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Old 20-06-2008, 17:34   #61
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Mark is porbably going to have more electrical adventures getting across the Pacific, but the multimeter tests he ran can tell a lot about his system:

Check voltage before, during and after charging.
The 'Lights' mentioned are 4 cabin lights.

Results:

12.32 volts at 6.59pm
Started engine 7pm.
13.30 volts 7.01pm
13.55 volts 7.30pm with lights on 13.38 volts
13.61 volts 7.50pm with lights on 13.44 volts
13.60 volts at 8pm with lights on 13.42 volts
Stopped engine 8.01pm
12.77 volts with lights on 12.57 volts
12.68 volts 8.06 after a drain to remove surface charge.

So what is his multimeter saying:

1. His alternator works, bringing the batteries up to their regulated voltage of 13.6 volts after half an hour's charging.

2. The regulator is likely a single stage internal type, which maintains the output terminal of the regulator at 13.6 to 13.8 volts (you can put the multimeter directly on the output terminal to get a more accurate value).

3. The voltage reading at the battery comes up to 13.55 volts by 730 pm, which is less than the voltage at the alternator due to the voltage drop through the charging wire. This is the end of the bulk phase of charging, where the batteries are taking the entire potential output of the alternator.

4. The battery voltage slowly rises from 13.55v at 730 pm to 13.60v at 800 pm during the acceptance phase of the charging cycle. The voltage at the alternator is held constant by the regulator, and the current going into the batteries slowly drops over time. The small increase in voltage at the battery terminals is because the voltage drop in the wire (and any connections) from the alternator to the battery is decreasing as the charging current decreases.

5. The 0.17 volt decrease in battery voltage when the lights are turned on is most likely due to the voltage loss in the wire from the alternator to the battery. The regulator is boosting the alternator output current to compensate for the light load, and the increased current leads to a larger voltage sag from the alternator to the battery. Here the multimeter test is telling us something else--this voltage sag seems too big for the light load(which I assume to be up to 5 amps), and its time for some more work.

First, clean all the connections between the alternator and the battery (both hot side and ground). It may not change things, but it certainly can't hurt and doesnt cost anything. You can also measure the voltage drop across each connection while the battery is being charged at high current--the dirtier connections will have the highest voltage drop.

Second, measure the alternator output terminal voltage to see if it changes when the lights go on. It should in the first half hour of charging, when the alternator is putting out all it can, and its output is shared by the light load and the battery charging load,. However, if you have been charging for more than 45 minutes (well into the acceptance phase where the alternator is controlled by the regulator) and the alternator voltage drops by more than 0.05v when the lights come on, then you have a dodgy regulator.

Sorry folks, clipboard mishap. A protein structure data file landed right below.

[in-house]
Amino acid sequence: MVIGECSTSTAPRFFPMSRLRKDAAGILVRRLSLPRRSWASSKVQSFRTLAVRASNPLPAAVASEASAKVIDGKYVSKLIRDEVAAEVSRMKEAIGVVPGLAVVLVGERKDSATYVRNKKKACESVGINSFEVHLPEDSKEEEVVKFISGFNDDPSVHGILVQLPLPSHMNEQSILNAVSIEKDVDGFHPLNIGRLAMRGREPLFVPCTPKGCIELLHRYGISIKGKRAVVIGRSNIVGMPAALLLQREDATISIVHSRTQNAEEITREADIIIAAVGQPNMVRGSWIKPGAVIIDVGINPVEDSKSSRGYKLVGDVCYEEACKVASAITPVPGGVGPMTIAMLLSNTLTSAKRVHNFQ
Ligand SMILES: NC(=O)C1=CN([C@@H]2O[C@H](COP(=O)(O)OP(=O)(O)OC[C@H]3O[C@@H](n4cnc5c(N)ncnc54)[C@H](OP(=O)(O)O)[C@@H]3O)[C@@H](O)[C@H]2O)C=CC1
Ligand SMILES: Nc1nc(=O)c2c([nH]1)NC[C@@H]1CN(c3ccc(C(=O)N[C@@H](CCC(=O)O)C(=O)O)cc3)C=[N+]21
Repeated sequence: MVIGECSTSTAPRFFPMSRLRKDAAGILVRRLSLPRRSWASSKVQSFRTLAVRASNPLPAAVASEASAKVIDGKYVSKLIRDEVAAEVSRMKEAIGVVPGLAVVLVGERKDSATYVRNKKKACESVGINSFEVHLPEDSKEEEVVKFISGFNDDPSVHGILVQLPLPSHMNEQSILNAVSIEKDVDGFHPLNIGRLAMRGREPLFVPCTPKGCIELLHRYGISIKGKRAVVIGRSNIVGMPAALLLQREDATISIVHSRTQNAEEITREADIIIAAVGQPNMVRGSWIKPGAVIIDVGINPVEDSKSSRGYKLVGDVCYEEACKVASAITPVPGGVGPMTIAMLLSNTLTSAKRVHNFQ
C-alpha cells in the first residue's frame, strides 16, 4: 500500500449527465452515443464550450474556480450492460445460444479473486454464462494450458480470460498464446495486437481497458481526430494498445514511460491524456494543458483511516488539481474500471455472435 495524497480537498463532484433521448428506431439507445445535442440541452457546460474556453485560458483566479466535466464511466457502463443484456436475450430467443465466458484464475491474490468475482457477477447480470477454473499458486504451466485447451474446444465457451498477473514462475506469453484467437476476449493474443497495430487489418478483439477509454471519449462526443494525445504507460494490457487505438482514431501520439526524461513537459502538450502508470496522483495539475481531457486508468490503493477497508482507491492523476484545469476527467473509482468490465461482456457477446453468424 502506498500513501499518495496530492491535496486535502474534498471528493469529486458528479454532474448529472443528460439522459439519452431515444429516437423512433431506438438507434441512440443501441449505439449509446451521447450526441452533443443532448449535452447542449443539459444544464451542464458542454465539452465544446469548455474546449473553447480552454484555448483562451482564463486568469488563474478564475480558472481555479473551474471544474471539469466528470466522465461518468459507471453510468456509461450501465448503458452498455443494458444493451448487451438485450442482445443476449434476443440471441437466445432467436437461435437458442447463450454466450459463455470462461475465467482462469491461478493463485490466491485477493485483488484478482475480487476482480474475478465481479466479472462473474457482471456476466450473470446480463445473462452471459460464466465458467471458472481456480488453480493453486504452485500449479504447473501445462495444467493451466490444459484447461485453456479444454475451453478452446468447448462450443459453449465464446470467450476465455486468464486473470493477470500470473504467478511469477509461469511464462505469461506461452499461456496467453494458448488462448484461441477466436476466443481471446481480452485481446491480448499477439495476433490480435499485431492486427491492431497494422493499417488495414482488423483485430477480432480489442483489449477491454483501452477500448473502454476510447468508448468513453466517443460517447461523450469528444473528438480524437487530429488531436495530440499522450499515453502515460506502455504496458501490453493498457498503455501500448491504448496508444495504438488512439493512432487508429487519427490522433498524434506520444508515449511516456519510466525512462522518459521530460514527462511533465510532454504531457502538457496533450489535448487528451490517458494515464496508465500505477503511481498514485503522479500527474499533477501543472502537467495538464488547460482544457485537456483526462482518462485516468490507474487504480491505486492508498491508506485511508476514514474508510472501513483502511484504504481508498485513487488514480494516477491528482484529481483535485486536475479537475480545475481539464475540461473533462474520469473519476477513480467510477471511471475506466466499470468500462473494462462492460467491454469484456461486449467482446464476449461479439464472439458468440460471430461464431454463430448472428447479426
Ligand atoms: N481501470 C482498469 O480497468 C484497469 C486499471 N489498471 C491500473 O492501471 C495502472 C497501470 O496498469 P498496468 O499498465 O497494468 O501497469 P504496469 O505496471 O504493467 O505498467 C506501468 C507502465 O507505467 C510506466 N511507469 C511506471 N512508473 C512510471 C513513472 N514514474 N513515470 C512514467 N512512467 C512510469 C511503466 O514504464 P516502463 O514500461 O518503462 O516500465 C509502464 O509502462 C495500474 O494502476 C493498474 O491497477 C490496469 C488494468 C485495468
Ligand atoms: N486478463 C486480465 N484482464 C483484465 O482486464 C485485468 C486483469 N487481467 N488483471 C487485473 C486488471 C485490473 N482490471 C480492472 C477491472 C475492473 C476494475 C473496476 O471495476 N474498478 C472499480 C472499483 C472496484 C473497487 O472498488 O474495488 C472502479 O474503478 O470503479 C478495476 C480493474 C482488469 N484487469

Finally, determine if the wire from the alternator to the battery is big enough (#4 or lower) for 80 amps. If it is too small, which is a common problem in production and charter boats, put this on your list for when you get across the pond.

As pointed out in other posts, your battery bank is to small for sustained performance. Every time you discharge and recharge the batteries they are losing capacity. This loss is non-linear, so that 4 discharge cycles which take out 25% of the bank's capacity will cause less capacity loss than 2 discharge cycles which take out 50%. Thus, to nurse your batteries across the Pacific, you are better off charging for 1/2 hour every 6 hours, than charging for an hour every 12 hours, or especially 2 hours every 24 hours. Discharge batteries also suphate with time, and since you don't have the capacity for equalizing the batteries, the more frequent charging regime will also help with that problem.

One final comment--while you are in the initial bulk phase (alternator maxed out), the battery voltage and the charging current will vary with engine rpm. The battery voltage will gradually be going up anyway, but you will probably be able to see a higher voltage as you bring the engine rpm up. With practice you will find a 'sweet spot' probably between 1000 and 1500 rpm where the engine is smooth, the alternator output is a high percentage of maximum, and you aren't burning too much fuel. The engine gurus are going to jump in and tell you that running at a fast idle is not good for the engine, but you won't wear it out in a few hundred hours, and you can put in a fancy regulator, bigger batteries, solar panels, etc. when you get back to the first world.
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Old 20-06-2008, 19:12   #62
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but you won't wear it out in a few hundred hours, and you can put in a fancy regulator, bigger batteries, solar panels, etc. when you get back to the first world.
Dear Don,

Thanks so much for such an insightful post. Its taken a lot of work and analysis from you and is much appreciated

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Fair Winds,
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Some girl is gunna be wondering about naked for a loooong time

Mark
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Old 20-06-2008, 19:45   #63
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If you are gonna run the engine then why not just put it in gear?
Fuel use?
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Old 20-06-2008, 20:20   #64
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Glad it worked out. As I said before you can buy the three idiot lights attached to a cigarette lighter plug for about $10.